But here’s the thing…

We’re all of us culpable. We’re victims of the tsunami of informational white noise and the clutter of surplus data and opinion. But we are perpetrators too. We who blog and Tweet and upload our thoughts, pictures or videos; we who comment and  debate on forums, upload articles to LinkedIn; we who scour the Internet for stuff to reblog, repost and re-Tweet. All of us – we’re part of the problem.

We’re all afraid that if we don’t participate, producing content, opinion (I’m aware of the irony here) and feedback, that we will be insignificant and unheard. Invisible. So we shout ever louder, trying to make our voices rise above the white noise. Only, everyone else is shouting louder too.

And writers have an even more acute need to be heard above the noise…

We write with the sole purpose of getting our words out there. We create a story – a novel, perhaps – and we naturally want to share it with people. We want to be read. And – joy of joys – the advance of technology has provided us with the most perfect platform. Words are our tools of choice, and the Internet is the home of words.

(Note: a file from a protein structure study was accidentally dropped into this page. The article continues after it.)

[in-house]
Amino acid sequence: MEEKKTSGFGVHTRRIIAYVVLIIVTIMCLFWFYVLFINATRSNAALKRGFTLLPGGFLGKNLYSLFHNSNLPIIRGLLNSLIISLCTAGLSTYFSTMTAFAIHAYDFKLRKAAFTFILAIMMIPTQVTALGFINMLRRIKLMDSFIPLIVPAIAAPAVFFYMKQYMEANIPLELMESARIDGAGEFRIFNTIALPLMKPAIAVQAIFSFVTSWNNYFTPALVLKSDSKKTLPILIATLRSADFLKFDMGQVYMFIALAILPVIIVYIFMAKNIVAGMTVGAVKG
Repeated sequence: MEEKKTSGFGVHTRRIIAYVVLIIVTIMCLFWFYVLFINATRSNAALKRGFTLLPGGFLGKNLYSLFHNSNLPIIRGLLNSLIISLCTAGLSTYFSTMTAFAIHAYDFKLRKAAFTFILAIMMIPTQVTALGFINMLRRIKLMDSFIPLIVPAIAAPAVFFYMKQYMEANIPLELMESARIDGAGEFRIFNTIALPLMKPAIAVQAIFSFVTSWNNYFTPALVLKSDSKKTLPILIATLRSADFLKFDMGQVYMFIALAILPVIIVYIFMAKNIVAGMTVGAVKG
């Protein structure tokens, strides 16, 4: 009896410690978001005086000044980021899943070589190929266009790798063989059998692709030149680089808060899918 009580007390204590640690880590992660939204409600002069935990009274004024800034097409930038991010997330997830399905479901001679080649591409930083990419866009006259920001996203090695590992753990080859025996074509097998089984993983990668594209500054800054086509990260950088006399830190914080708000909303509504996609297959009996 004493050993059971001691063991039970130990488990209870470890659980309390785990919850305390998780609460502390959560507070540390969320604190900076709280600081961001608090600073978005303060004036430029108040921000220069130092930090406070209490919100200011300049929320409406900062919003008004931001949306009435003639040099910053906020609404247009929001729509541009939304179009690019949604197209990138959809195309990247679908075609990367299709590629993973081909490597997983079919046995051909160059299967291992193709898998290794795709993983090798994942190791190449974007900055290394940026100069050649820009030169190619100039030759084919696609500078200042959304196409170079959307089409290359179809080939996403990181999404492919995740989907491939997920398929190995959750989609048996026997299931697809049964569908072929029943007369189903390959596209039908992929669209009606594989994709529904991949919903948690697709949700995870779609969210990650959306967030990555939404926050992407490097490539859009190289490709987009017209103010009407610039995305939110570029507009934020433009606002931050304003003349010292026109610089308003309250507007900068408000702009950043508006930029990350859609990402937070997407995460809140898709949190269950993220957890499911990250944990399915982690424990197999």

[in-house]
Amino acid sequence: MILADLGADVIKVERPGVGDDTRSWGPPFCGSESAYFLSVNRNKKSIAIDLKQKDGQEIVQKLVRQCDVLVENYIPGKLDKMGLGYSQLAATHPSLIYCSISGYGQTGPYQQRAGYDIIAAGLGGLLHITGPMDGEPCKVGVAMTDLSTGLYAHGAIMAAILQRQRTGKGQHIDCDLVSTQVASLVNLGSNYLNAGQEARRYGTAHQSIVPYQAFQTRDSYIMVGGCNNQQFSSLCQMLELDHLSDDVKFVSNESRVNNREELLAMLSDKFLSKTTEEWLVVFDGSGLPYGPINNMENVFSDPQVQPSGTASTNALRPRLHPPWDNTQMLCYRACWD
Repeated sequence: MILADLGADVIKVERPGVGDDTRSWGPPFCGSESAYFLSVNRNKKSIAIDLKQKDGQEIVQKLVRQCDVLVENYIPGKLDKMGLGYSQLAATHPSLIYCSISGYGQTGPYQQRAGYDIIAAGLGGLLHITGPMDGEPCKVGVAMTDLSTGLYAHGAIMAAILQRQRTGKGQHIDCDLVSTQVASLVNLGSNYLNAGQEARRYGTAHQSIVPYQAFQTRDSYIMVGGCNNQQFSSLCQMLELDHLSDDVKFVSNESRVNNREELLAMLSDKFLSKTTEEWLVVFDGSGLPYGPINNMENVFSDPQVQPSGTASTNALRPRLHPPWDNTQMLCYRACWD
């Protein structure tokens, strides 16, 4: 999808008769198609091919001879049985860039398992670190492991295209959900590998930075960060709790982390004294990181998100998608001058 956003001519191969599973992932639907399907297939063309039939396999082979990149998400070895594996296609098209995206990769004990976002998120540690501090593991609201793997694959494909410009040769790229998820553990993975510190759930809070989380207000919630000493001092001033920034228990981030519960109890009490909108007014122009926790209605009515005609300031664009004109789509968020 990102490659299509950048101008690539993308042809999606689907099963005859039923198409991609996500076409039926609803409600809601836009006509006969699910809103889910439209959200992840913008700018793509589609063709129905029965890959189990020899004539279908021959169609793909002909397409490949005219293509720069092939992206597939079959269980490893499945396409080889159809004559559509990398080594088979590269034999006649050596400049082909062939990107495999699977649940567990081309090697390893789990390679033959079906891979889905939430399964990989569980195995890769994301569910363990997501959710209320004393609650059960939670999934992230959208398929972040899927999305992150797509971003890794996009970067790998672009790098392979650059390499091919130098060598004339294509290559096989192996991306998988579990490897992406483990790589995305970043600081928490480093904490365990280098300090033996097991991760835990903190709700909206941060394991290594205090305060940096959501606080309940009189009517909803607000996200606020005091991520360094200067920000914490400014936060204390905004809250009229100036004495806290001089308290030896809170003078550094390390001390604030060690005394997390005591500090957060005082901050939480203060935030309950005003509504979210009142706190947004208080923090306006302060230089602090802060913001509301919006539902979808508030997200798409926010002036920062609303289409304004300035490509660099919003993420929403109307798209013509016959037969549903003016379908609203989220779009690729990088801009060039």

So we’re all out there now, struggling to be heard. We jump up and down with our hands high, shouting ‘notice me… please notice me’. We strive to be the most resourceful, the most humorous, the most contentious, the most candid, the most unique. We try just to have something, anything, to say, even when we have no idea what to write. And when that happens, we post about the fact that we have no idea what to write. (Yes, you’ve done it, I’ve done it…), and in posting about nothing, we steal two minutes of everyone’s precious time for no legitimate benefit.

And still the volume of noise goes up and up.